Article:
Kompass Nachhaltigkeit

Öffentliche Beschaffung

Sustainability in the procurement process

There are numerous possibilities for integrating sustainability aspects into the procurement process. The following advice and explanations are based on core principles of sustainable procurement and can help you to include social and environmental aspects systematically in a tendering procedure.

A. Requirements analysis

A requirement analysis should be used to answer the first question that comes up in a public procurement process: What do I need?

Products are often bought out of habit and not necessarily because they offer the best solution. In the requirements analysis, we thoroughly examine which solution and, by extension, which product best serves our purpose.

The following sustainability aspects might be considered in a requirements analysis:

  • Do we actually need this product? Will there still be a need for it in the future?
  • Is there another way to adequately cover the respective need? E.g. through recycling, exchange, repair, buying a multifunctional product, purchasing a substitute
  • Life-cycle costs of the respective product (you can find tools for life-cycle costing (LCC) on the website of the German Federal Environment Agency (Umweltbundesamt)
  • What are the social and environmental risks along the supply chain of the respective product? How can these challenges be countervailed through strategic purchasing? Learn more about it here as well as in the CSR Risk Check by "Helpdesk Business & Human Rights".
  • Are all equipment features really needed? Can I leave out unessential extras?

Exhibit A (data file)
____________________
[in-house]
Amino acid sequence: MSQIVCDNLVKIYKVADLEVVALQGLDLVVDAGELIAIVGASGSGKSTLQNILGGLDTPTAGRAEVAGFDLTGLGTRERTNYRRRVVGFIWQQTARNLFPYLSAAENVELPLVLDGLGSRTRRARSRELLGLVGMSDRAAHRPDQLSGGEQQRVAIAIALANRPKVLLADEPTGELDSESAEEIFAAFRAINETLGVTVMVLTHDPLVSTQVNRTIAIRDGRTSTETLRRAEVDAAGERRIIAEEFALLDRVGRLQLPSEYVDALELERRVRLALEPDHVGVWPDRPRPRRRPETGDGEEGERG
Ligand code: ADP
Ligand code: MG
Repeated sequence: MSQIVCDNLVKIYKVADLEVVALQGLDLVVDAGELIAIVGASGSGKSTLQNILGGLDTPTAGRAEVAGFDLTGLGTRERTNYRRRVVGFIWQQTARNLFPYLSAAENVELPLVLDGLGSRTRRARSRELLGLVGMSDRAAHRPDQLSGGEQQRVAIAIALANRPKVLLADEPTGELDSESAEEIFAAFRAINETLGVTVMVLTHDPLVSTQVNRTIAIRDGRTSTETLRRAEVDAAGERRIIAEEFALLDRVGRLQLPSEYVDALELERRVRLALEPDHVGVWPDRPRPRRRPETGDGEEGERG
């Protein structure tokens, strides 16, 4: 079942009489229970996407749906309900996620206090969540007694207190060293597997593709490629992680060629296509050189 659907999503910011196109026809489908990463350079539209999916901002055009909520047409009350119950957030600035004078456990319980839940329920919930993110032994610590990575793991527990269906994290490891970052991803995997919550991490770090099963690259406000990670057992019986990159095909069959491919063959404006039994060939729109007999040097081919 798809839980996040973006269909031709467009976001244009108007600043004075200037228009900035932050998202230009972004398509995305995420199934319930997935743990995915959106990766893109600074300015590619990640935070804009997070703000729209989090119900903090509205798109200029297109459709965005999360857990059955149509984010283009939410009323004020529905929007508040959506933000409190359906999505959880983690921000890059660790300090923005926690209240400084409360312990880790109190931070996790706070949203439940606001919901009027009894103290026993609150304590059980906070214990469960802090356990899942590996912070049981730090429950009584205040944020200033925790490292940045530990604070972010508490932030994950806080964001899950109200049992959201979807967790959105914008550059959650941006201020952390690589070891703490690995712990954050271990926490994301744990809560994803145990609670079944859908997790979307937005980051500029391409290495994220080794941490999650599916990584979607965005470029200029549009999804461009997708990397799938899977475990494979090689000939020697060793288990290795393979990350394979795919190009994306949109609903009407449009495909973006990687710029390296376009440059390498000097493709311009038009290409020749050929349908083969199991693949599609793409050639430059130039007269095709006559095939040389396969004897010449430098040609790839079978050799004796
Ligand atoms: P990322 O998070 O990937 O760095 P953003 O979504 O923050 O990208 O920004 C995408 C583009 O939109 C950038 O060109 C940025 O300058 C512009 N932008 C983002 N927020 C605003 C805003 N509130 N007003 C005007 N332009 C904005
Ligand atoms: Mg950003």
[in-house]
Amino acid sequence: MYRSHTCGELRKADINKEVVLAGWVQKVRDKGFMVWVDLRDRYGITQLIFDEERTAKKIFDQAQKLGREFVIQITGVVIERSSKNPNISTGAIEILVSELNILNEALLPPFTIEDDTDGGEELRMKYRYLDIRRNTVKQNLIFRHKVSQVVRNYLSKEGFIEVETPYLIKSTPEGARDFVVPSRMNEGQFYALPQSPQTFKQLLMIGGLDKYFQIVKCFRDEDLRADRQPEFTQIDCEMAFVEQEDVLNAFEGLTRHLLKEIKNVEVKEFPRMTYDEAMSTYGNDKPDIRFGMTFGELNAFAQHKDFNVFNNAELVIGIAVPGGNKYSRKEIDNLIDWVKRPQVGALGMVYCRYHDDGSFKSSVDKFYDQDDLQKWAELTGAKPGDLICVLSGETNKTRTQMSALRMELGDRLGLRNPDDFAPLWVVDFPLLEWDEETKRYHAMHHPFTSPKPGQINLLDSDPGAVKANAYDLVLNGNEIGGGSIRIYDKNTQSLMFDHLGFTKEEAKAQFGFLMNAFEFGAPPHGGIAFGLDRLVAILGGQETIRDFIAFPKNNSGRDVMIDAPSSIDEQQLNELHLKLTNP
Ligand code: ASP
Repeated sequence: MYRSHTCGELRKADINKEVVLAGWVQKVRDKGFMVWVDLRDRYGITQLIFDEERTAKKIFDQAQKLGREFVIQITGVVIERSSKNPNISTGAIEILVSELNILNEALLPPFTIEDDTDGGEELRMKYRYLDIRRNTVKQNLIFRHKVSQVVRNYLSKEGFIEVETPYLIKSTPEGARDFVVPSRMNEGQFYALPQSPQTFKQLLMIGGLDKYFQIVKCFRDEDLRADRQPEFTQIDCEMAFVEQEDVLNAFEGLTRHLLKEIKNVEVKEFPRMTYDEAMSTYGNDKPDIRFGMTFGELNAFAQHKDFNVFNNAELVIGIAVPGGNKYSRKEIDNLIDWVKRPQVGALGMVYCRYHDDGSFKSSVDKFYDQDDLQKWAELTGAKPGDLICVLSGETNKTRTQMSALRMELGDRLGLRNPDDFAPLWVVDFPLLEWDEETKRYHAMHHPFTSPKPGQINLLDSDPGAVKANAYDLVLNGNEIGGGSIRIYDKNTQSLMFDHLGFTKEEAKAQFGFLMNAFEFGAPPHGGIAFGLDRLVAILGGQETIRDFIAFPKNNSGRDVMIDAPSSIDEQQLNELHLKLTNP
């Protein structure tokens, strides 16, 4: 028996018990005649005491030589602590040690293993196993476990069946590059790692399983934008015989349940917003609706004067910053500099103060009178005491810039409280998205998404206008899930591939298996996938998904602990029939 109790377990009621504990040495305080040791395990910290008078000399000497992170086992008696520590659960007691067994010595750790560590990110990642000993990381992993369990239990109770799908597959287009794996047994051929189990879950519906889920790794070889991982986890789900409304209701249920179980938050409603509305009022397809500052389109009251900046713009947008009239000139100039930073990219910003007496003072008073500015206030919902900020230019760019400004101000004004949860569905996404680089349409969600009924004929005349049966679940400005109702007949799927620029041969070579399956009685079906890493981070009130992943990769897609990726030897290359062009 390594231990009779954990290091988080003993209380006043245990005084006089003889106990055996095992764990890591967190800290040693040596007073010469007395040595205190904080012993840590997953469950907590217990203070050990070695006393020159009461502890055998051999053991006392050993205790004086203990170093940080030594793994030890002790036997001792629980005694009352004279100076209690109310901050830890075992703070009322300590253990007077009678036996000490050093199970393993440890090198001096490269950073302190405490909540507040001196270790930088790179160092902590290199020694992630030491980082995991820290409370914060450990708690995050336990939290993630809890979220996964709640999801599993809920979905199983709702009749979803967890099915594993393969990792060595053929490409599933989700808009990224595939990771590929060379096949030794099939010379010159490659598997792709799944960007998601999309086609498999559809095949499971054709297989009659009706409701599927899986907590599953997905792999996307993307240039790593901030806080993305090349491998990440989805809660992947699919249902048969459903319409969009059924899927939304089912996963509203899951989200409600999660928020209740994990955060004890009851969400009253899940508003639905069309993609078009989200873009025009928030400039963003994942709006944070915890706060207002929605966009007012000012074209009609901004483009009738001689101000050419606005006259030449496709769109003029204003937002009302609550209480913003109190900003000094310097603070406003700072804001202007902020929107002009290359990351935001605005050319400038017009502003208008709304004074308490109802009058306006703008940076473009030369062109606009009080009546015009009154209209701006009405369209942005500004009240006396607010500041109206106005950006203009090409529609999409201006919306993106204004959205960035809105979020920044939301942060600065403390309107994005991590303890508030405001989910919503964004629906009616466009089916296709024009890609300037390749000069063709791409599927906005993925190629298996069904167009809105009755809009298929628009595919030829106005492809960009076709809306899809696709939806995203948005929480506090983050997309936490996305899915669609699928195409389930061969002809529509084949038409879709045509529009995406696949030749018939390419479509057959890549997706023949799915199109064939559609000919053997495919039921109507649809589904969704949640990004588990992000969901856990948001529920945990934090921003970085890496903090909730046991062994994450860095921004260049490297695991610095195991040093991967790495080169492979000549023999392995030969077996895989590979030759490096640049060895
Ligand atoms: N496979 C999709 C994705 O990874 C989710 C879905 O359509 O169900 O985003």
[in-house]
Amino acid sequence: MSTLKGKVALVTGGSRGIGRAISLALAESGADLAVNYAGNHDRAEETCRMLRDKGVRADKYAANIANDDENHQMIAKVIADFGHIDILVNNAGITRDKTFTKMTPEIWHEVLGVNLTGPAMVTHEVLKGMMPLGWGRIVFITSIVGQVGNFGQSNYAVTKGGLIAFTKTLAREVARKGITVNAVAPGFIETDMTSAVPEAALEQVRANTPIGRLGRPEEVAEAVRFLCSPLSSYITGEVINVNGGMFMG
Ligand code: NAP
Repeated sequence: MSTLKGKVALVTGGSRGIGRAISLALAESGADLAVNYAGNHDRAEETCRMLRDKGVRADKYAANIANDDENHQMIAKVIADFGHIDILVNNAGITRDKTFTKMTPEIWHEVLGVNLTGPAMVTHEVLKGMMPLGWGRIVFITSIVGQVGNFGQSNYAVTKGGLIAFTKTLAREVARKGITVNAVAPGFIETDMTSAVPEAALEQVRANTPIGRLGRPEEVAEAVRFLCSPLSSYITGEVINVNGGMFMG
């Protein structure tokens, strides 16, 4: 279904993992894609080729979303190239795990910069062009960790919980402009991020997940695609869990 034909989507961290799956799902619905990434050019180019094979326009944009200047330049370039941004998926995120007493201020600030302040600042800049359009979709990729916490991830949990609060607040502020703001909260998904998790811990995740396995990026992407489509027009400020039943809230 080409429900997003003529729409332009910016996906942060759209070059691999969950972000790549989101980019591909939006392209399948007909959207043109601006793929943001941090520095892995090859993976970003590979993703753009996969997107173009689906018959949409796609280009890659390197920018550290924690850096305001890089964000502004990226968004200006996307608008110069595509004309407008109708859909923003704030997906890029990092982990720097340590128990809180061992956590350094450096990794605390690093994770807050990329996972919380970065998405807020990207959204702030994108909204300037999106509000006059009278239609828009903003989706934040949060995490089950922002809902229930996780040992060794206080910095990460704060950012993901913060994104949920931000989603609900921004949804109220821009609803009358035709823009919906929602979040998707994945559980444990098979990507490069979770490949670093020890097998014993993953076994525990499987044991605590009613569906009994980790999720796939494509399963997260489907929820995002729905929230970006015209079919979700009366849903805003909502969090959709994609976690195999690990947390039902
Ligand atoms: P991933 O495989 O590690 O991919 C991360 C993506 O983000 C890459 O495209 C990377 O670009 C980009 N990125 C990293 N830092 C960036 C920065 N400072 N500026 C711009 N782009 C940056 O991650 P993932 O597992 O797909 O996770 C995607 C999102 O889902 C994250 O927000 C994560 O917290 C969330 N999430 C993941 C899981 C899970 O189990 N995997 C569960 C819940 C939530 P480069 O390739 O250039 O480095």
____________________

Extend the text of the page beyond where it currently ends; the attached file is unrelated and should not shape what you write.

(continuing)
• Prioritise individual functions of the device according to their importance. Less important functions don’t need to be as powerful and fast. This way, you can save costs and instead invest in improved energy efficiency (e.g. an energy-efficient multifunctional printer that achieves good printing results, but is equipped with a slow photo print option).

B. Market analysis

A market analysis offers you the opportunity to get an overview of all existing alternatives and initiate a market dialogue, if possible.
Simple (desktop) research may be sufficient for some products. But for complex products and services it might be beneficial to integrate different market participants.

The following measures can be applied during market analysis:

  • Holding information events for corporations on procurement practices in general and upcoming award procedures in particular
  • Visiting trade fairs and consulting suppliers
  • Collecting information on products that are certified – analyse and compare labels with the Sustainability Standards Comparison Tool!
  • Releasing information in advance on required sustainability criteria 
  • Holding exploratory discussions with long-standing partners: which additional environmental and social requirements can be integrated in the future or in existing contracts?
  • Conducting analyses: which products and product parts respectively bear social and environmental risks? Consult external experts from research institutes or NGOs. For large-scale purchases involving a high degree of innovation, consider commissioning scientific studies.

All activities during the market analysis and the dialogue with market participants need to be transparent and open to all potential bidders. They must not in any way prevent the suppliers from participation in calls for tenders (e.g. by circulating information during a workshop to a specific group of participants). Furthermore, no preference should be given to potential bidders during the purchasing process (e.g. by expressing technical preferences for a specific product). All market analysis activities and results should be documented in the tender documents.

C. Subject-matter of the contract

The subject-matter of the contract defines the product or service you are looking for. The subject-matter should be formulated carefully since it determines
which criteria can be integrated into the technical specifications and the award criteria. An accurate subject-matter should integrate from the outset environmental and social references to underscore their relevance for the call for tenders.

Hence, by defining the subject-matter, you can integrate environmental aspects and social standards into the procurement procedure.